The New Seekers recorded 12 albums, 9 of which feature Lyn Paul. These are listed below in chronological order, together with an album released by Peter, Paul & Marty, which features Lyn on backing vocals, and a live CD released in 2007.
The New Seekers' first three LPs were recorded for the Philips label. From 1971 to 1974 the group recorded for Polydor. Along with Slade (who were also signed to Polydor in 1971) the New Seekers became one of the label's best-selling acts of the seventies.
Lyn Paul, often her own harshest critic, reflected on the albums she had recorded with the New Seekers in a radio interview with David Jensen: "I think, with age, your voice does get better... I listen to some of the old tracks and I just think, I can't even believe they put that on the album." (From The Bottom To The Top, Capital Gold, 20th July 2006)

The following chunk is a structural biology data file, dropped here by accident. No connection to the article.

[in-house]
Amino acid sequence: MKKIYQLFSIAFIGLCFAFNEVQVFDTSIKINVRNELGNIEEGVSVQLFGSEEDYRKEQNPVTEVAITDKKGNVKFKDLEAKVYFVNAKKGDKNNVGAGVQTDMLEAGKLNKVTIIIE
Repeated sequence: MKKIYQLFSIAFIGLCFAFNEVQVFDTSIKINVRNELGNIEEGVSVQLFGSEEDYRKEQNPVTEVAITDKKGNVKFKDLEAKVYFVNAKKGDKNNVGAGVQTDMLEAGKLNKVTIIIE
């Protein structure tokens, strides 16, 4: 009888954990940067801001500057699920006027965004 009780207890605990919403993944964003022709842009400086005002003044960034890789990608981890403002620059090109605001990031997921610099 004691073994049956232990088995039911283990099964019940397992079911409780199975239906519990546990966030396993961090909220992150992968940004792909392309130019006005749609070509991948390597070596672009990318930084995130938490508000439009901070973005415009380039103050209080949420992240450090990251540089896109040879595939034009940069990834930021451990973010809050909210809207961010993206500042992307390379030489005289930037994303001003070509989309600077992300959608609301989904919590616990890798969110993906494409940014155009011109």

Side 1: Meet My Lord (Kelly) | Angel Of The Morning (Chip Taylor) | Betty Brown (Georg Hultgreen) / Zip-a-dee-doo-dah (Allie Wrubel, Ray Gilbert) | Zarzis (Laurie Heath) | Too Much Of Nothing (Bob Dylan) | Illinois (Alex Spyropolous, Patrick Campbell-Lyons)
The New Seekers' début album was recorded in 1969 and released at the very beginning of 1970 before Lyn Paul joined the group. The LP established Eve Graham as the New Seekers' main lead vocalist, with Eve singing lead on four tracks and sharing the lead with Sally Graham on a fifth (Night In The City). Sally got the lead all to herself on just one track, Too Much Of Nothing, while Laurie Heath and Marty Kristian got two tracks apiece.